In most cases, cotton and cotton/wool futons are treated with boric acid to meet flame retardant standards (you can often opt out of even the Boric acid: see section entitled "
A Note about Flame Retardants in Mattresses" below).  Boric acid is a naturally occurring substance (used in roach killer, for example, so don't eat your futon), and, according to my research, one of the least toxic options for flame retardant treatments.  Much safer than the synthetic chlorinated and brominated chemicals, for example. You could also search out a futon with enough wool to meet federal flame retardant standards with no treatment, but it would be quite a bit pricier because of the cost of wool.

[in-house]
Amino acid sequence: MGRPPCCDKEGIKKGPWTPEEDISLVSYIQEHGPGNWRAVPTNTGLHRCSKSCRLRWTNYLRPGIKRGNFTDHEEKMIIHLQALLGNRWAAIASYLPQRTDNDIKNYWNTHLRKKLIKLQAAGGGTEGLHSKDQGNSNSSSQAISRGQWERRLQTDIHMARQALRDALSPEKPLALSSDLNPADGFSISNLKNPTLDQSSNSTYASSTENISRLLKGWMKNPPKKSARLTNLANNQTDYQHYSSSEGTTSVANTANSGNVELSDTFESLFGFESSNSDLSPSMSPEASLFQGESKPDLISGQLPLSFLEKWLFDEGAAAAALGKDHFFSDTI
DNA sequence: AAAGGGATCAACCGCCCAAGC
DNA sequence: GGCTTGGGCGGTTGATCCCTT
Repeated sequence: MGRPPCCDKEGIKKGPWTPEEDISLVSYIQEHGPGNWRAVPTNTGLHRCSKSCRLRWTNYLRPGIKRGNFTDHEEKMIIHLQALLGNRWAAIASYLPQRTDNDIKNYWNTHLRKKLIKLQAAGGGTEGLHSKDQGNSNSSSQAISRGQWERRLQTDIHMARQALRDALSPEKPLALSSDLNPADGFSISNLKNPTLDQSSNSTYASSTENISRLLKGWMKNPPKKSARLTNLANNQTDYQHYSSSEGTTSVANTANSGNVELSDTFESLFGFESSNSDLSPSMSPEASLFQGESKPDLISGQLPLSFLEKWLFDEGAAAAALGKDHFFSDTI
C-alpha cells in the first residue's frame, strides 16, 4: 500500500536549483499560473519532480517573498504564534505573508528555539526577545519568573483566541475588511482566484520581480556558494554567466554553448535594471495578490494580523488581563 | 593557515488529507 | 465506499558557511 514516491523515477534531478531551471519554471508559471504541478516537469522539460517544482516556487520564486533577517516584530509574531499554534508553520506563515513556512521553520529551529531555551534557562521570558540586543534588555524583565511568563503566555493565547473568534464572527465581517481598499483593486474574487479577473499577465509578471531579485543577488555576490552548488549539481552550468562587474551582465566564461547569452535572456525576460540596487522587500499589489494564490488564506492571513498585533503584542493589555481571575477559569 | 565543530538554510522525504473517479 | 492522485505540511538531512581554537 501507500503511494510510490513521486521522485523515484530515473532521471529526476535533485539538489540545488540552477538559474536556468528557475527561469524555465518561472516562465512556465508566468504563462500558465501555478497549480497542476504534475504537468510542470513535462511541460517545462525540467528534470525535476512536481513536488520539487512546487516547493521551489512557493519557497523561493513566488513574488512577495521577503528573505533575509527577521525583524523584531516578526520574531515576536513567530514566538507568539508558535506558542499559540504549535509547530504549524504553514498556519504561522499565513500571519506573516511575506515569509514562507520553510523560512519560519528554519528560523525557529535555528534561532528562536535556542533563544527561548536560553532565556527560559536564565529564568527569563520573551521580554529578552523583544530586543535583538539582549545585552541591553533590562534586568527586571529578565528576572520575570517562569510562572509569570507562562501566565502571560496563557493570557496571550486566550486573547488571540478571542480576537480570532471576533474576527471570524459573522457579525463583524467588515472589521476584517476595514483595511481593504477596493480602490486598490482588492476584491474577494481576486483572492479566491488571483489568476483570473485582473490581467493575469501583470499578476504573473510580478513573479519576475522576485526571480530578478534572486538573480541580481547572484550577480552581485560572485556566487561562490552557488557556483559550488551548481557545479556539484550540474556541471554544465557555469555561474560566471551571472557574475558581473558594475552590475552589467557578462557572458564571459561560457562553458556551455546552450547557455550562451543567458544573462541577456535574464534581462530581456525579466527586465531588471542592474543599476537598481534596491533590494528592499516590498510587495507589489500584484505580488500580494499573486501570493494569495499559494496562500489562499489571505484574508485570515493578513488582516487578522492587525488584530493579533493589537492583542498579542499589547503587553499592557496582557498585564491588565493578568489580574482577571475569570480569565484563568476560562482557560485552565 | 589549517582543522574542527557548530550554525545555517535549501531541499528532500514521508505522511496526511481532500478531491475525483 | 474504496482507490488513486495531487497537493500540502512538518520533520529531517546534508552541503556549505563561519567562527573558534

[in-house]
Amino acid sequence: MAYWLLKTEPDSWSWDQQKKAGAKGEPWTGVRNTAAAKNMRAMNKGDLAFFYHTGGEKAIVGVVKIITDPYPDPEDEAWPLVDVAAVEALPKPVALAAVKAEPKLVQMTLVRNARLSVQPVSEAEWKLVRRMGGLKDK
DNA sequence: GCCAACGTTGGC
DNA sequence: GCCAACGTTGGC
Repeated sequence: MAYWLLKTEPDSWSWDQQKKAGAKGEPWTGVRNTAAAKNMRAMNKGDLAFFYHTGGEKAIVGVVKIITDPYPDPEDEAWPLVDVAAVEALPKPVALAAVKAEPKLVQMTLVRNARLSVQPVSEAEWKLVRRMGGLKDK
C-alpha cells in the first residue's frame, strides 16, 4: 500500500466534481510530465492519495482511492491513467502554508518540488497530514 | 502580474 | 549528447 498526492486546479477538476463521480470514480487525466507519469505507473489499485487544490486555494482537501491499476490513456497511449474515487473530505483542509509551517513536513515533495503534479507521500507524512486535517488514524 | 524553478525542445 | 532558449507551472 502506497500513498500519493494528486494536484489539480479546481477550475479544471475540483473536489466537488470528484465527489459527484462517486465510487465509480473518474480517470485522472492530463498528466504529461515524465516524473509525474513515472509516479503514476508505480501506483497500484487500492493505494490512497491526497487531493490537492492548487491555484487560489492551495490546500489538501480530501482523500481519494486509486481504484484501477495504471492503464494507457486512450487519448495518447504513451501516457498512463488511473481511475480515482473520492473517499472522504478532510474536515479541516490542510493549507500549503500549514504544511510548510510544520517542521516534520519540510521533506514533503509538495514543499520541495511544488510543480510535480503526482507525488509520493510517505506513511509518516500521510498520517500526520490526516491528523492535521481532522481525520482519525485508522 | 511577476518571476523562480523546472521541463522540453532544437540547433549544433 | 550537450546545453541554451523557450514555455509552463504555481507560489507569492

If you live in the Bay Area, you can buy a spring twin mattress made with all natural materials (steel coils, wool, cotton) and with zero chemical flame retardants for less than $400 from a Berkeley company. This mattress has enough wool to meet federal flame retardant standards without any additional treatment. I first learned about this one while browsing some local parenting forums for ideas on natural mattresses. Since I drove by a sign that said "twin mattress $99" yesterday, I'm not sure I can call this mattress "eco-nomical," but I think this is the least expensive all natural no-chemical twin that still meets federal flame retardant standards that I know about.  But since it only comes in the twin size , it wasn't an option for me.  If you are in the market for a mattress, be sure to ask around and check your local parenting forum for any threads on "natural mattresses" before buying this big-ticket item.